I do love me some Christmastime and though back home I'd have started getting in the spirit (and plastering the house in decorations) right after Thanksgiving, it's taken a little longer in my new surroundings to get my Cindy Lou Who on. Yesterday though Incheon was treated to a late morning surprise:
The Christmas season is wonderful even if there isn't a flurry in sight but snow always adds something special.
I took these from my apartment window. It doesn't snow too much here or accumulate when it does and this mini blizzard lasted about fifteen more minutes. There were flakes off and on for the rest of the day but this was basically the highlight. Pretty while it lasted though!
So the powers of snow, hot cocoa, and a Christmas songs mix which includes everything from Nat King Cole to Dominick the Donkey have combined to bring me the yuletide spirit in Korea.
In South Korea Christmas is recognized as a national holiday. Though nearly half of the population doesn't affiliate with any religion and under a quarter practice Buddhism, almost thirty percent are Christian so it is a holiday that's celebrated by a lot of people here. Some of the traditions are similar, like gift giving though it's done to a much smaller extent, but for the most part it's a more subdued holiday. New Year here is very family oriented and so Christmas is often a holiday celebrated among friends or with your sweetheart. I think they air some of the American Christmas specials like Charlie Brown and Rudolph on TV here though I don't have cable yet so I can't speak from having seen any.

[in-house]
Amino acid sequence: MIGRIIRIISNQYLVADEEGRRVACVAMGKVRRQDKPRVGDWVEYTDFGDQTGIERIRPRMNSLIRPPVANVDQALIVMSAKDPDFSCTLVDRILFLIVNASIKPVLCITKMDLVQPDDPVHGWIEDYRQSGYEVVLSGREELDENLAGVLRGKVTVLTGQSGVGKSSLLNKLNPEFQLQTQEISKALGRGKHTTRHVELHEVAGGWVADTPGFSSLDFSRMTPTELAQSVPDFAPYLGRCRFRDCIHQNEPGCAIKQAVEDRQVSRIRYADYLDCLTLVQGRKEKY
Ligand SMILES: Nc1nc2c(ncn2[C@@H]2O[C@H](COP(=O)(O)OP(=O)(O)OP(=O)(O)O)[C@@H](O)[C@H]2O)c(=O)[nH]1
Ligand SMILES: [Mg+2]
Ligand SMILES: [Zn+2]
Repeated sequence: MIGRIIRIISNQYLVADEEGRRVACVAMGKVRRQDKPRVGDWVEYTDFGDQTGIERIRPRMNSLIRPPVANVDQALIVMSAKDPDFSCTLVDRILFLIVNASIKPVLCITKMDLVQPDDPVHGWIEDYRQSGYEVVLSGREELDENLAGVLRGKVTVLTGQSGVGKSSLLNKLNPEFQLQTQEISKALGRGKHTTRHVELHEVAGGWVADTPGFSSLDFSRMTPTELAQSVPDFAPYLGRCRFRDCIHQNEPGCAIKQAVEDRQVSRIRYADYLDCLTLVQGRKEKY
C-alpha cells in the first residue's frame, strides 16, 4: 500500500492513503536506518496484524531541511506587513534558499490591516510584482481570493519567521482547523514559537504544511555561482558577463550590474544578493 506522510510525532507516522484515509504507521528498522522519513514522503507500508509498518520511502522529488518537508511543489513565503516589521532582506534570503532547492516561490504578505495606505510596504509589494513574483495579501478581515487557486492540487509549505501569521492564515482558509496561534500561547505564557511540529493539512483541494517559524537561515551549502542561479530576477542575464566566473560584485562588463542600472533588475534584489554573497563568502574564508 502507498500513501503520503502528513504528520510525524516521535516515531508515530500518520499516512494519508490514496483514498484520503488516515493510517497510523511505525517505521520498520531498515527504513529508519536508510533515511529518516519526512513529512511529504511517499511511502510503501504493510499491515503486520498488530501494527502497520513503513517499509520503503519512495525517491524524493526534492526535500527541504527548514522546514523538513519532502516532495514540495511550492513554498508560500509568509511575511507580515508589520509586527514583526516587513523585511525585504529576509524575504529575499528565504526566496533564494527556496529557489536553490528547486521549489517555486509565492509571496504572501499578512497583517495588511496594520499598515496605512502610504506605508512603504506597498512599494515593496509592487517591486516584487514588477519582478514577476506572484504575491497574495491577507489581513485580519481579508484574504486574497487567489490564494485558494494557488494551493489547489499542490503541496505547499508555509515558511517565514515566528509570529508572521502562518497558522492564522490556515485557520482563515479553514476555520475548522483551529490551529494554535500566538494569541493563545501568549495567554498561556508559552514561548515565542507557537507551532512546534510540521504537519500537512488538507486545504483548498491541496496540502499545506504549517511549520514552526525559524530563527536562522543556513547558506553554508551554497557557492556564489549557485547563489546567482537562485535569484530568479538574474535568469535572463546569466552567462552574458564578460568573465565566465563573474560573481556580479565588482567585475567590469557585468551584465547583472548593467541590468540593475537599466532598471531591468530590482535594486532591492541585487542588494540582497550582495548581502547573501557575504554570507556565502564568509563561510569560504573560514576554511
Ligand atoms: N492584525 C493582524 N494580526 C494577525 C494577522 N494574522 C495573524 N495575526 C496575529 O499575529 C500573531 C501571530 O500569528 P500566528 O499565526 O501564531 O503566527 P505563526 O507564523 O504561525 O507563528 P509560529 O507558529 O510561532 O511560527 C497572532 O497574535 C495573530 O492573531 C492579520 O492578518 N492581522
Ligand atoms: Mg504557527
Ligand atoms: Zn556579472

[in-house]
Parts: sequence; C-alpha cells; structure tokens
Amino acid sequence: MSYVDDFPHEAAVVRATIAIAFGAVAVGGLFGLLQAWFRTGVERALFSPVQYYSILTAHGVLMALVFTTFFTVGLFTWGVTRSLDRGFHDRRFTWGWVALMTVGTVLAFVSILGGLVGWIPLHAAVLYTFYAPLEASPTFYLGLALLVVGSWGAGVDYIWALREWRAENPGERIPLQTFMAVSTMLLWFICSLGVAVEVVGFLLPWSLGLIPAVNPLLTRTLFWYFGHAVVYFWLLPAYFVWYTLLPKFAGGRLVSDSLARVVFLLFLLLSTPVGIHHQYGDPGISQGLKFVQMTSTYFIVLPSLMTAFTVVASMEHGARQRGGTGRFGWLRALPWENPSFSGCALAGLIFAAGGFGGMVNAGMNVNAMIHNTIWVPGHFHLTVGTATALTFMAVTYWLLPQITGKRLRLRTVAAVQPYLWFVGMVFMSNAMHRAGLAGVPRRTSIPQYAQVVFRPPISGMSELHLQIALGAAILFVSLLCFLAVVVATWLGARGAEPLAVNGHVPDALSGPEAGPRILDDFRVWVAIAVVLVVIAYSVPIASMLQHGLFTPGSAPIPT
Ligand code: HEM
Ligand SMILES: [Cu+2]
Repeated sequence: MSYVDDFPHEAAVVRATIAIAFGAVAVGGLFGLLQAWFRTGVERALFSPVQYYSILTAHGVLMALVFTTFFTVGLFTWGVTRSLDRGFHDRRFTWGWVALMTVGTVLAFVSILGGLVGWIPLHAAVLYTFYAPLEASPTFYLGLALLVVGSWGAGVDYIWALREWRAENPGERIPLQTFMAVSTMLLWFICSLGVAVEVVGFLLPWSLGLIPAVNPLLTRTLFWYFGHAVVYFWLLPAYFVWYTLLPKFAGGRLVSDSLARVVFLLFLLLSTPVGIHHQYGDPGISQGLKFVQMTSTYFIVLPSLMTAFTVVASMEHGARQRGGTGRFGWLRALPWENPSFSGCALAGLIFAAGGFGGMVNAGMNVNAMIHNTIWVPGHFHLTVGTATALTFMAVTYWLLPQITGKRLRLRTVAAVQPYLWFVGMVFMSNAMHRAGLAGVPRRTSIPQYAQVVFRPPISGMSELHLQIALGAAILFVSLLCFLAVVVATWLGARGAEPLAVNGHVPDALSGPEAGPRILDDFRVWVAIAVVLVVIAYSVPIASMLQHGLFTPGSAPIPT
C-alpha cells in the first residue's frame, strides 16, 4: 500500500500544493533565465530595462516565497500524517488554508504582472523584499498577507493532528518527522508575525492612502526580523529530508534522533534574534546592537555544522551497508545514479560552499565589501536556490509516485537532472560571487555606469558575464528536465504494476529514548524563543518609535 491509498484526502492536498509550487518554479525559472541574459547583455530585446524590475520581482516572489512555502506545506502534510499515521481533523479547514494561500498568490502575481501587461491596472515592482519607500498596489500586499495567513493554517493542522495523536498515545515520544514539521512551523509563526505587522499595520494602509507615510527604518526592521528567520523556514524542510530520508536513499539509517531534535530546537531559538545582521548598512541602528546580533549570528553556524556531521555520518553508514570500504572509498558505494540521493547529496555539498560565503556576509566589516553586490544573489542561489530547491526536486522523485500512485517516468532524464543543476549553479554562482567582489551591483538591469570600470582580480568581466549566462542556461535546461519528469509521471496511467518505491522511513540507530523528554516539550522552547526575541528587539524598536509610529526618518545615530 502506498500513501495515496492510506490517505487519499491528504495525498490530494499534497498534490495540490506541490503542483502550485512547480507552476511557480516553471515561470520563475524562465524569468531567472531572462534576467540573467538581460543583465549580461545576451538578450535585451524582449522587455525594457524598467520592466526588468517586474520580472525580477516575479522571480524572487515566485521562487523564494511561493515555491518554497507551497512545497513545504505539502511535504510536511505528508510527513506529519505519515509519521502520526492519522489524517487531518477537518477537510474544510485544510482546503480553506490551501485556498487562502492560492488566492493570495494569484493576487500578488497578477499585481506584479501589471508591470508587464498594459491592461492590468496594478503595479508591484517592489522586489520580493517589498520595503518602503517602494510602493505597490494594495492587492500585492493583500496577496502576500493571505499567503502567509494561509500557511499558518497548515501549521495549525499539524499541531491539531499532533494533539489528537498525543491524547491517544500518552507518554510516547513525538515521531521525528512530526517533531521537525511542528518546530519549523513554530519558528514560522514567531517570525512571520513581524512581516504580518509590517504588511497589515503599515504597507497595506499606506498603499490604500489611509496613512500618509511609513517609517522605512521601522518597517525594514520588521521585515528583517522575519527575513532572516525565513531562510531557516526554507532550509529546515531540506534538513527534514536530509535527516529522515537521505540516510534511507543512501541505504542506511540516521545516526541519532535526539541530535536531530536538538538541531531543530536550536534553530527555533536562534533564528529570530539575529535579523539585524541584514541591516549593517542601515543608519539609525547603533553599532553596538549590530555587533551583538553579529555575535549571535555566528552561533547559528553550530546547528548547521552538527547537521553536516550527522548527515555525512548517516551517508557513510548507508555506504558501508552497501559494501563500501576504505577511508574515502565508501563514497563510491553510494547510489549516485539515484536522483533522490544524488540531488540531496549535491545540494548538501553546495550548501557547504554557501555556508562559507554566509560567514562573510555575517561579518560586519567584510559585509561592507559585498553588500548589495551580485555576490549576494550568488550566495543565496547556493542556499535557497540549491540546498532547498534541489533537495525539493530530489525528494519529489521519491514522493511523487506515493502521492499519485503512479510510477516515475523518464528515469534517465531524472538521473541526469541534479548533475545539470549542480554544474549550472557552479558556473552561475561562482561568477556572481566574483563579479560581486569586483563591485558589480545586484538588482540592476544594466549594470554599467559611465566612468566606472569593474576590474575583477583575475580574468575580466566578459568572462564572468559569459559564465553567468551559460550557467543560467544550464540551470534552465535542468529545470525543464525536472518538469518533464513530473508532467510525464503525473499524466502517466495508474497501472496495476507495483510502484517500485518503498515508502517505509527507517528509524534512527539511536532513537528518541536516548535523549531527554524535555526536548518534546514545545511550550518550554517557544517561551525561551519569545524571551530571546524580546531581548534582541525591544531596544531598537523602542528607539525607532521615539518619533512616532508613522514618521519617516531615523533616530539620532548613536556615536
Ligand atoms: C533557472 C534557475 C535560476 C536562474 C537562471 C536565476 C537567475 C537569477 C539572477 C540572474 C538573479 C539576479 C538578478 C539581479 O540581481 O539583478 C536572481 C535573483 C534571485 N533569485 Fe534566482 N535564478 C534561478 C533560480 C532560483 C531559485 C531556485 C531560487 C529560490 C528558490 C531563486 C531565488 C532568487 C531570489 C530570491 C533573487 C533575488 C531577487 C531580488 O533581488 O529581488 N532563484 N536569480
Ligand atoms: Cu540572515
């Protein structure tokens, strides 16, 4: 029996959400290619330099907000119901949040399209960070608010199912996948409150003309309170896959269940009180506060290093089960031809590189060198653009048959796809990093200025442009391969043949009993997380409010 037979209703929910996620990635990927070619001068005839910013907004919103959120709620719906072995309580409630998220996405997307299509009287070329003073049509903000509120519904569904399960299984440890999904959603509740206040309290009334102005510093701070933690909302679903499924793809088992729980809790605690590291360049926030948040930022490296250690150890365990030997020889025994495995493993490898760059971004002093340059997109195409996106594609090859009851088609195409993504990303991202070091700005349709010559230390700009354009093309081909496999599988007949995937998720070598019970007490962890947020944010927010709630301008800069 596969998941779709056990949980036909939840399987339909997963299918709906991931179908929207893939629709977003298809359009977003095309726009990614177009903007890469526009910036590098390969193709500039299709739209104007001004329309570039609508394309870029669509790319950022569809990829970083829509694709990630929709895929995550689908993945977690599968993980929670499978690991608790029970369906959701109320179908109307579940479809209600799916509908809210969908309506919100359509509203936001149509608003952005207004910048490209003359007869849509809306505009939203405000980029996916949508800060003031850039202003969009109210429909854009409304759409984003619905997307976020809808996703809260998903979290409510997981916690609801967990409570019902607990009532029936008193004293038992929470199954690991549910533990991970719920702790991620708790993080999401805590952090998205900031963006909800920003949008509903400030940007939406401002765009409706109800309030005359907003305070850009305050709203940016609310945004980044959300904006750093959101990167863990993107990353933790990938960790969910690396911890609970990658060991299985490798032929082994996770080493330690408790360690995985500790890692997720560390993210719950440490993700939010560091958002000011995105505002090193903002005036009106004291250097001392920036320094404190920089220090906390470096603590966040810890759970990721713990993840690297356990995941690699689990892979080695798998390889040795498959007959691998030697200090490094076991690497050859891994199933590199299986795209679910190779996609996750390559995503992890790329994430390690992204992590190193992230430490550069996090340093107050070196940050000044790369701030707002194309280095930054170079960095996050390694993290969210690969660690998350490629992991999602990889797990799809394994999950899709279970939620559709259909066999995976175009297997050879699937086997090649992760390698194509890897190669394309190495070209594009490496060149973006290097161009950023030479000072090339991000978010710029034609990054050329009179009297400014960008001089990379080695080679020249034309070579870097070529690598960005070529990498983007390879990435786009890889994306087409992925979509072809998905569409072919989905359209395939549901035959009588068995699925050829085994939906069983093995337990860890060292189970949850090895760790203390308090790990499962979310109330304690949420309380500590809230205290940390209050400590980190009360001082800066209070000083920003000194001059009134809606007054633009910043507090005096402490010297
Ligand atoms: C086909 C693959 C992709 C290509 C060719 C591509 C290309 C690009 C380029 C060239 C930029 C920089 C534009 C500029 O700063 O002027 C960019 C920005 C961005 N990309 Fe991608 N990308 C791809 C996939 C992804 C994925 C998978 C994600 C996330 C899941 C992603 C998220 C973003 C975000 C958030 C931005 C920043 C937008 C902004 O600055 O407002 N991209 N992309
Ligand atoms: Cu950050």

I've seen plenty of holiday decorations and displays over the last couple weeks so here's just a quick peek at how Christmas in Korea looks:
A Christmas store in Namdaemun Market.
Poster for a concert/show taking place at the Arts Center.
Charlie Brown-esque tree.
Window decals at a Paris Baguette, a delicious bakery that's on practically every corner. Their whole slogan for this season is "You Are Not Alone" which seems well intentioned but strikes me as funny anyway. Apparently Christmas sponge cakes are popular in Korea so they're out in all the pastry shops. The Paris Baguette commercials show some guy picking out a snowman cake for his girlfriend while someone sings "Youuu are not alooone". It has to be better than fruit cakes, am I right?
Santa Claus, what a Renaissance man.
I don't have definitive plans in place for Christmas yet but I know something will work itself out. Until then I'm just enjoying the bits and pieces of holiday cheer I see when I'm out and about. Hope everyone is having a happy holiday season so far!
Trivia of the Day: Manhwa (만화) is the general Korean term for comics and print cartoons. Outside of Korea, the term usually refers specifically to South Korean comics. Though Korea's manhwa system developed later, the manga (Japanese comics) and manhwa industries can now be considered equal competitors, like "different brands of the same product." The relative obscurity of Korean culture in the Western world has caused the word "manhwa" to remain somewhat unknown in the English-speaking world. Instead, English translations of manhwa have achieved success by targeting the manga and anime community, to the extent that manhwa are often marketed as "manga."